Contrary to common fears around how artificial intelligence, AI, will impact jobs; employees, managers and HR leaders in the UAE are welcoming AI in the workplace with love and optimism, according to the second annual AI at Work study conducted by Oracle and Future Workplace, a research firm preparing leaders for disruptions in recruiting, development and employee engagement.
The study of 8,370 employees, managers and HR leaders across 10 countries, including the UAE, found that AI has changed the relationship between people and technology at work and is reshaping the role HR teams and managers need to play in attracting, retaining and developing talent.
The increasing adoption of AI at work is having a significant impact on the way employees collaborate at the workplace, and they are ready to welcome AI-colleagues with open arms.
- 72% of UAE respondents are either excited or optimistic about having robot co-workers.
- Baby Boomers, 50%, and Millennials, 47%, expressed more willingness to have robot co-workers as compared to Gen Z digital natives, 41%.
- UAE workers would like to delegate mundane tasks like creating expense reports, calculating employee benefits, writing pay checks and managing vacation requests to AI-enabled robots.
- 12% of UAE respondents would also like AI to deliver career coaching, while 7% are comfortable allowing AI to conduct job interviews.
UAE workers are looking at the increasing adoption of AI in the workplace as an opportunity to acquire new skills and deliver more strategic work for their organisation.
- When asked what new opportunities they think will be created through using AI, 43% of UAE respondents chose learning new skills. 38% followed that up with opportunities to expand their role to be more strategic.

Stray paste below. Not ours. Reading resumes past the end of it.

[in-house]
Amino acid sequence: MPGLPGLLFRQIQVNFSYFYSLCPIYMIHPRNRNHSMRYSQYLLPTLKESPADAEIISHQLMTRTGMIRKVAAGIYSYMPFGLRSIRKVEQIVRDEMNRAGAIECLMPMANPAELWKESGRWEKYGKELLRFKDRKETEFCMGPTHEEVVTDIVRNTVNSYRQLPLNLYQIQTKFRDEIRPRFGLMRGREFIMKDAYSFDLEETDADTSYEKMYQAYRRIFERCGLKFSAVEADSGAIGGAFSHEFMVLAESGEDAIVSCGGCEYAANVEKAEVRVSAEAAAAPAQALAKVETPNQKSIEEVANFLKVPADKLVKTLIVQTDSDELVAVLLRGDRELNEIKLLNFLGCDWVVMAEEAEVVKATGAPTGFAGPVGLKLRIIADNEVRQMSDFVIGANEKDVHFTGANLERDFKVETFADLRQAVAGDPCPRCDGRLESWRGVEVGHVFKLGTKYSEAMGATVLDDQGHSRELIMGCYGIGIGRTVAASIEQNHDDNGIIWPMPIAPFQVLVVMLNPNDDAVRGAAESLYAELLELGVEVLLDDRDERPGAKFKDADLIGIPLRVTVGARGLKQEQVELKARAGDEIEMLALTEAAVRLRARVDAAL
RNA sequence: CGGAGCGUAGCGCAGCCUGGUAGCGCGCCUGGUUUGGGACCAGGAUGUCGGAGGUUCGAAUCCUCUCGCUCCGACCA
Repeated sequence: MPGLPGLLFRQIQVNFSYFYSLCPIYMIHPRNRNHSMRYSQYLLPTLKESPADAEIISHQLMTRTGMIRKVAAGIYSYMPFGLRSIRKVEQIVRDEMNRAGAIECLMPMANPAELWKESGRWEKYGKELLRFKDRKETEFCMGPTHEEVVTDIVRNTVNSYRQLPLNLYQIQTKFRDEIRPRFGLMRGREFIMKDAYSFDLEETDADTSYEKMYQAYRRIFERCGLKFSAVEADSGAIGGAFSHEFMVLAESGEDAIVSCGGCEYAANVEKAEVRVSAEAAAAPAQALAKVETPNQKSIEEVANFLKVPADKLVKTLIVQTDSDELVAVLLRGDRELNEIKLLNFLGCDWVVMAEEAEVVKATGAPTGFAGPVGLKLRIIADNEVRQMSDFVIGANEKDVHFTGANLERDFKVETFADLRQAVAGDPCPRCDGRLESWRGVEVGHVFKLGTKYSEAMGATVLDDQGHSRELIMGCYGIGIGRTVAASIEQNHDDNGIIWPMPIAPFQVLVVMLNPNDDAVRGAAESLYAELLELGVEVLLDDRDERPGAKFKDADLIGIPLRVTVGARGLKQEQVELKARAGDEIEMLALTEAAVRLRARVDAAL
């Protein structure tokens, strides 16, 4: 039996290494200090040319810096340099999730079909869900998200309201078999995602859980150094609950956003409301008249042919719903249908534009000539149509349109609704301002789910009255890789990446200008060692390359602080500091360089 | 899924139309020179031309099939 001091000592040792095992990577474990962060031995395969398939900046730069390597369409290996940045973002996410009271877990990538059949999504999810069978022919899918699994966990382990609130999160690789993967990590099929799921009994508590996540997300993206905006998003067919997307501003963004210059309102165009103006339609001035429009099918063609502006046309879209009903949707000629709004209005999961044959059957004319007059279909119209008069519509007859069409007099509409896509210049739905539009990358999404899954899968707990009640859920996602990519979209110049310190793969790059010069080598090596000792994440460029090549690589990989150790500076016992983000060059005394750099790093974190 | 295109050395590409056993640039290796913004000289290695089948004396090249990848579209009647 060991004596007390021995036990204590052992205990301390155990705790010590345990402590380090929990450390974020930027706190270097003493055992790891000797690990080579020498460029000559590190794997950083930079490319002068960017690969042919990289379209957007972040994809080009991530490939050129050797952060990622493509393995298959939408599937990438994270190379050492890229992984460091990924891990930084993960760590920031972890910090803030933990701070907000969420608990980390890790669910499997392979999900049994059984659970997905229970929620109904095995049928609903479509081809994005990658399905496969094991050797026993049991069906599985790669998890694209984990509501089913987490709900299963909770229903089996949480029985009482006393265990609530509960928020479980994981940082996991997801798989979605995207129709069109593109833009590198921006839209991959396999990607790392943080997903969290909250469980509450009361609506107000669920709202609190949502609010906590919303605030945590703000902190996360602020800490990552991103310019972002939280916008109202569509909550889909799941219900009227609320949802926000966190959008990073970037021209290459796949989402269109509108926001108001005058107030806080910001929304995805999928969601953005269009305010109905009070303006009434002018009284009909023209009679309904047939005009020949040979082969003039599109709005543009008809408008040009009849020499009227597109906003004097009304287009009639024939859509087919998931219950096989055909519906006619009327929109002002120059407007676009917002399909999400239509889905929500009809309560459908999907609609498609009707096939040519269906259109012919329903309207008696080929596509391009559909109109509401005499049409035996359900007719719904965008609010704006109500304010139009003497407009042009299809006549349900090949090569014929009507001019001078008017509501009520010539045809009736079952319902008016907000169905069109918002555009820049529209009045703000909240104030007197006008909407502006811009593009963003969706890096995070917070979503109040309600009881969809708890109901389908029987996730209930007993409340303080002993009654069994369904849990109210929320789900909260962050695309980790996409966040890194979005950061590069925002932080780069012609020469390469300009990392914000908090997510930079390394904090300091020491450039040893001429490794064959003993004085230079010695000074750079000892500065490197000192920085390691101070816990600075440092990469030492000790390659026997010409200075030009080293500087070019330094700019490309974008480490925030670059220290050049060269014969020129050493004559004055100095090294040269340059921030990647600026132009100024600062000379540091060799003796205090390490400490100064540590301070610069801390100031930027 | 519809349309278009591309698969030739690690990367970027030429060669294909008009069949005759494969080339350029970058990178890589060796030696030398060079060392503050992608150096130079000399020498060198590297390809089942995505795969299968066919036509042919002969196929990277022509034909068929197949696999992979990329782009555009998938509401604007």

- Having more free time to pursue other interests was chosen by 39% of UAE workers.
- 27% of respondents also felt that AI can help them drive better organisational change and have a better and healthier work relationship.
- 26% of workers believe that AI will help them achieve faster promotions, while 18% hoped to secure a higher salary.
The impact of AI at work is only just beginning, and workers are looking at the technology to create a positive impact on their professional and personal relationships.
- 52% of UAE respondents said that AI has had a positive impact on their relationship with other employees, while 36% said engagement with their manager improved due to the introduction of AI at workplace.
- Respondents also said that AI has positively impacted their relationship with their spouse/partner,6%, and their children, 7%.
Initial findings from the survey include:
- AI is becoming more prominent with 50% of workers currently using some form of AI at work compared to only 32% last year.
- Workers in the UAE, 62%, China, 77%, and India, 78%, have adopted AI over 2X more than those in France, 32%, and Japan, 29%.
- The majority, 65%, of workers are optimistic, excited and grateful about having robot co-workers and nearly a quarter report having a loving and gratifying relationship with AI at work.